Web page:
Imagine a person of prime working age (~40 years old) seeking investment advice for long-term financial security, and ultimately, a comfortable retirement. The potential investment advice may look something like this:
1. Invest in long-term growth assets, like equities
2. Avoid currency risk and favour domestic asset allocation
3. Choose a low-cost index fund
4. Don’t look at the returns on a regular basis, and if the market falls use the opportunity to top up
Now imagine it’s a 40-year-old Japanese worker and the year is 1989. Today, at the age of 70, here is the performance of their capital (excluding dividends).
So, what went wrong?
Lessons from the 30-year Japanese equity market
This month marks the 30-year anniversary of the peak in the Nikkei index at ~39,000 points. Up until 1989 returns were very strong, and in hindsight reflected extreme bubble-like valuations. So maybe that is part of the story.
But we have seen bubbles in the past where prices eventually recover: the US housing bubble (2003-2006), the tech boom (1997-2000). Perhaps there is more to the story.
While we are no experts in Japanese equities, we think there are some important macro observations and conclusions to be drawn from the Japanese experience – lessons that frame our approach to global real estate, and why we are not tempted to allocate to this region despite recent strong returns.
Lesson 1: Low interest rates may not be the economic panacea many believe
In financial market terms, 2019 may be remembered as the great pivot in interest rate expectations – from the consensus that global interest rates were increasing (especially in the US), to a ‘lower for longer’ narrative. It does not feel unreasonable to suggest this lower interest rate expectation has supported equity valuations. We have seen some argue that “once you take into account a US bond yield of just 2%, we can justify much higher PE ratios and or valuations”, – the theory being the net present value of future cashflows are higher because the discount rate is lower.
Japan moved to zero interest rate policy in 1995. Why didn’t it work?
We think part of the reason is that sustained low interest rates re-anchor corporate expectations for return on capital, which in turn has major implications for long-term profits and cashflows.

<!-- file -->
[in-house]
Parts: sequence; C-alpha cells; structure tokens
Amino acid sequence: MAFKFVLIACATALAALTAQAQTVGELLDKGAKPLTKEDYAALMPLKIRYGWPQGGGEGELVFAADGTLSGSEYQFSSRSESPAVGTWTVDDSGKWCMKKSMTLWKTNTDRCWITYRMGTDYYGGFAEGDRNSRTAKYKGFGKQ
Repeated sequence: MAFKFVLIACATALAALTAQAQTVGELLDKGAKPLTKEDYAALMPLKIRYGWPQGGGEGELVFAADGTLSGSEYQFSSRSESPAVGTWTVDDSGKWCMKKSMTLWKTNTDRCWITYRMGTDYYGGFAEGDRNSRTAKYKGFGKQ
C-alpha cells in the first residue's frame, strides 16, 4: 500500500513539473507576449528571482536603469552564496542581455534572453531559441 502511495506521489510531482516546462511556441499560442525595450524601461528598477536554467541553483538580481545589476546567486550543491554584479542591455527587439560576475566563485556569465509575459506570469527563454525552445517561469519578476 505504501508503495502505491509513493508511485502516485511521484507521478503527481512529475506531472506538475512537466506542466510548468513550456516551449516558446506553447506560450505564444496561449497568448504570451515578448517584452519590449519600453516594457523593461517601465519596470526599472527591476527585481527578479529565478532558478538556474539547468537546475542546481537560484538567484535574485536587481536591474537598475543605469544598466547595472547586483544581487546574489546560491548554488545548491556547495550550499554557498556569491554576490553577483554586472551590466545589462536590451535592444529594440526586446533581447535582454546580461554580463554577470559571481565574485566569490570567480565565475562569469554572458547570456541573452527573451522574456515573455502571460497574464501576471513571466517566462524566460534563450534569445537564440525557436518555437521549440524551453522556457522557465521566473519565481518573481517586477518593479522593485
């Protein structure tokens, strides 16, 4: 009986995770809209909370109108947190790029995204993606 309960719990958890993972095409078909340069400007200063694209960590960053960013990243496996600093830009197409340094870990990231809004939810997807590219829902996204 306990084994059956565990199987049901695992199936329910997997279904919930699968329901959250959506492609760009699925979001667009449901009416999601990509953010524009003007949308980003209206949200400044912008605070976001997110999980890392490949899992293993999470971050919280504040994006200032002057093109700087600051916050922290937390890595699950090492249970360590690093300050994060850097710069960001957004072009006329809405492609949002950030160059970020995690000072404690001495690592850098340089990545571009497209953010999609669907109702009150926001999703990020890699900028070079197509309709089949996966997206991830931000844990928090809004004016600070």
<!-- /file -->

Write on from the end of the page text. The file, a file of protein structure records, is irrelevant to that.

What does that mean?
When I started in real estate in the early 1990s, property development feasibilities required high yields to gain investor support and board approval. For example, shopping centres required +9% yield on cost (that’s closer to 6% today). Industrial property required +11% (now less than 6%), and office towers ~7-8% (again less than 6% today).
Total development yields are significantly lower today because the lower return relative to today’s cost of capital is still attractive. This does not just occur in real estate, but across all industries. We are pretty certain no Australian company today is using a risk-free rate of 10% to justify new capital spending.
But in the long run, return on capital equals return to shareholders – and, as the cost of capital approaches zero, so does return on capital.
Here is what sustained low interest rates did for return on capital in Corporate Japan.
So, while lower interest rates help ‘Net Present Value’ calculations by lowering the denominator, care needs to be taken that there is no equivalent or greater negative impact on the long-term cashflows (the numerator).
Lesson 2: Earnings matter, not QE
As return on capital collapsed across Japan, the result fed through to corporate profits and ultimately share market performance. The following chart traces the weighted average Nikkei earnings per share (EPS) from 1989 -2011.
Last month we published an article Aussie QE may be coming, but it will probably do nothing.
We were surprised to receive some feedback upholding the belief that QE supports assets prices, creating a wealth effect with a knock-on effect to the real economy. After almost 19 years of QE, Japan provides a solid counter-argument to this story. The EPS chart for the Nikkei goes a long way to explaining its poor share market performance. Ultimately, earnings matter.
In short, don’t rely on QE to support the economy or asset returns.
Lesson 3: Demographics matter
Regular readers of our research will know that when investing, we place significant weight on long-run demographics. Depending on the cohort, more people = more demand for houses, shopping, office space.
Interestingly, the demographic story in Japan has been positive in recent years – although in our view it’s unsustainable.